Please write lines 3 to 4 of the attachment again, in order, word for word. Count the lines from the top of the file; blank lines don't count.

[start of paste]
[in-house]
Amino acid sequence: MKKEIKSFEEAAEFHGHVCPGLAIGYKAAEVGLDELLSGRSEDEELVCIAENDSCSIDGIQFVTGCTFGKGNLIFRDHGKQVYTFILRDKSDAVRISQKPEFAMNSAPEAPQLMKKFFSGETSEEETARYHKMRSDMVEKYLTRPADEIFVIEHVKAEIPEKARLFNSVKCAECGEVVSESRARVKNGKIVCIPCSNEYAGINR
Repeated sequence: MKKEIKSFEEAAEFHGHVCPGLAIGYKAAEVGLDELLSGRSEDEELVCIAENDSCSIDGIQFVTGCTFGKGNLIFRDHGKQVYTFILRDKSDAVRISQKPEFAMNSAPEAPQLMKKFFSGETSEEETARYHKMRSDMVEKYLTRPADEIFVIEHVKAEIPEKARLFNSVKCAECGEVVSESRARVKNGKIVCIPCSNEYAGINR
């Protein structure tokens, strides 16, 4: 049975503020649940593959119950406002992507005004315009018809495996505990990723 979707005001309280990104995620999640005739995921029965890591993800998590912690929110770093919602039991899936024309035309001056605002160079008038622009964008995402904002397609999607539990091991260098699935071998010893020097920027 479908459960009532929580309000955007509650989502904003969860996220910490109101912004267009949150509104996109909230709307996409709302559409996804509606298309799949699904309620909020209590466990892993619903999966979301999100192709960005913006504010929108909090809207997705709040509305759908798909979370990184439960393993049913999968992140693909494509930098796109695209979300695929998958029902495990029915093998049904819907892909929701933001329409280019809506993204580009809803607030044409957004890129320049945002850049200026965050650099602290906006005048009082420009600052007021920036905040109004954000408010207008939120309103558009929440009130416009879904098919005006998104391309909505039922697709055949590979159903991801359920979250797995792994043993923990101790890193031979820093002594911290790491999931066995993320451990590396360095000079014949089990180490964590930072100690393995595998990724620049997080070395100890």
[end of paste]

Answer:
Repeated sequence: MKKEIKSFEEAAEFHGHVCPGLAIGYKAAEVGLDELLSGRSEDEELVCIAENDSCSIDGIQFVTGCTFGKGNLIFRDHGKQVYTFILRDKSDAVRISQKPEFAMNSAPEAPQLMKKFFSGETSEEETARYHKMRSDMVEKYLTRPADEIFVIEHVKAEIPEKARLFNSVKCAECGEVVSESRARVKNGKIVCIPCSNEYAGINR
């Protein structure tokens, strides 16, 4: 049975503020649940593959119950406002992507005004315009018809495996505990990723 979707005001309280990104995620999640005739995921029965890591993800998590912690929110770093919602039991899936024309035309001056605002160079008038622009964008995402904002397609999607539990091991260098699935071998010893020097920027 479908459960009532929580309000955007509650989502904003969860996220910490109101912004267009949150509104996109909230709307996409709302559409996804509606298309799949699904309620909020209590466990892993619903999966979301999100192709960005913006504010929108909090809207997705709040509305759908798909979370990184439960393993049913999968992140693909494509930098796109695209979300695929998958029902495990029915093998049904819907892909929701933001329409280019809506993204580009809803607030044409957004890129320049945002850049200026965050650099602290906006005048009082420009600052007021920036905040109004954000408010207008939120309103558009929440009130416009879904098919005006998104391309909505039922697709055949590979159903991801359920979250797995792994043993923990101790890193031979820093002594911290790491999931066995993320451990590396360095000079014949089990180490964590930072100690393995595998990724620049997080070395100890």